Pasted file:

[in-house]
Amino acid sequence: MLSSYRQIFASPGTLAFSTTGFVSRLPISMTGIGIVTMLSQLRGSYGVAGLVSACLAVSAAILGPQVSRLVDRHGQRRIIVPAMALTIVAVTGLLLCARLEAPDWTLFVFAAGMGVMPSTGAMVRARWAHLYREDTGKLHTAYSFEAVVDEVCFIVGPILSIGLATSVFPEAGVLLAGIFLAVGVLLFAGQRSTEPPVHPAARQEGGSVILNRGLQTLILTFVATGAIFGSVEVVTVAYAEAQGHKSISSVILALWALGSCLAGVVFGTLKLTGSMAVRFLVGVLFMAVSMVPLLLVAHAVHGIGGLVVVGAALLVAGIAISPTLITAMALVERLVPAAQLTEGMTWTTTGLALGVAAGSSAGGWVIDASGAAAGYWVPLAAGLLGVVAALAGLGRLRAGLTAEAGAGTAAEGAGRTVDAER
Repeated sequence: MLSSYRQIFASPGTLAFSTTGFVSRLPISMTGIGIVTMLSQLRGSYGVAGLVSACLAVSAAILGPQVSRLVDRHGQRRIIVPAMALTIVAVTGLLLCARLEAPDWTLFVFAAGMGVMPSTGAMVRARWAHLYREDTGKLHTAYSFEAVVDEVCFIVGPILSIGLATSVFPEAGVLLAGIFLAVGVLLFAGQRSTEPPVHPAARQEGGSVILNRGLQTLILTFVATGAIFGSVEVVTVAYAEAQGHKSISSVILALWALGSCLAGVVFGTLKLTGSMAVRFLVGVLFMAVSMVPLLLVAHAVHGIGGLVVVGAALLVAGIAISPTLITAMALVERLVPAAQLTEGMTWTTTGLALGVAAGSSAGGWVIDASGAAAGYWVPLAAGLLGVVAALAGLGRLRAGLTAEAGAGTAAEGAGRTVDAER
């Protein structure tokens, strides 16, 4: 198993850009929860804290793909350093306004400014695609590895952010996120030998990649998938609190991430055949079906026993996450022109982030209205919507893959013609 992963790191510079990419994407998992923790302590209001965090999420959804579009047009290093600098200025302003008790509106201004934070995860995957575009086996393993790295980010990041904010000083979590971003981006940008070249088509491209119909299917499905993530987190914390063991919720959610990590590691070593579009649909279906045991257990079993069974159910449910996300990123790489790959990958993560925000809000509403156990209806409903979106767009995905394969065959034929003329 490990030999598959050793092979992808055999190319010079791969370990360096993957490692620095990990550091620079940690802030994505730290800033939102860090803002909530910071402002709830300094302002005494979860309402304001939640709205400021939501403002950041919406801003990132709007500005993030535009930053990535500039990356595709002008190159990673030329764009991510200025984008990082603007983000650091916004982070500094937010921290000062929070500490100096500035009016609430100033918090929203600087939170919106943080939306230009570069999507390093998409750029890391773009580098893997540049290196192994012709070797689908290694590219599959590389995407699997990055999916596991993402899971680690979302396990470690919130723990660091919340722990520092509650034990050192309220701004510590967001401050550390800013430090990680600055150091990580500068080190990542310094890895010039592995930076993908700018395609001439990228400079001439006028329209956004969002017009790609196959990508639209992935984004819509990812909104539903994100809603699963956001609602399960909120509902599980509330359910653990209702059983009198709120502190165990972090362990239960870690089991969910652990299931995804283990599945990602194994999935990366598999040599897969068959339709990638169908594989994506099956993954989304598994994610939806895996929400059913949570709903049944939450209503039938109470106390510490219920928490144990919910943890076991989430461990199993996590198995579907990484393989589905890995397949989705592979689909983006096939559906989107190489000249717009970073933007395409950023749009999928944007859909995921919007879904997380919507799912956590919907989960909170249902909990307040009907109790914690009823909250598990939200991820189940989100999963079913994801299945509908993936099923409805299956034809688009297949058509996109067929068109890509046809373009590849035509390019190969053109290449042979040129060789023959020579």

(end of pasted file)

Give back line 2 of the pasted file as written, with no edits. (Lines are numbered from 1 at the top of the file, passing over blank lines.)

Amino acid sequence: MLSSYRQIFASPGTLAFSTTGFVSRLPISMTGIGIVTMLSQLRGSYGVAGLVSACLAVSAAILGPQVSRLVDRHGQRRIIVPAMALTIVAVTGLLLCARLEAPDWTLFVFAAGMGVMPSTGAMVRARWAHLYREDTGKLHTAYSFEAVVDEVCFIVGPILSIGLATSVFPEAGVLLAGIFLAVGVLLFAGQRSTEPPVHPAARQEGGSVILNRGLQTLILTFVATGAIFGSVEVVTVAYAEAQGHKSISSVILALWALGSCLAGVVFGTLKLTGSMAVRFLVGVLFMAVSMVPLLLVAHAVHGIGGLVVVGAALLVAGIAISPTLITAMALVERLVPAAQLTEGMTWTTTGLALGVAAGSSAGGWVIDASGAAAGYWVPLAAGLLGVVAALAGLGRLRAGLTAEAGAGTAAEGAGRTVDAER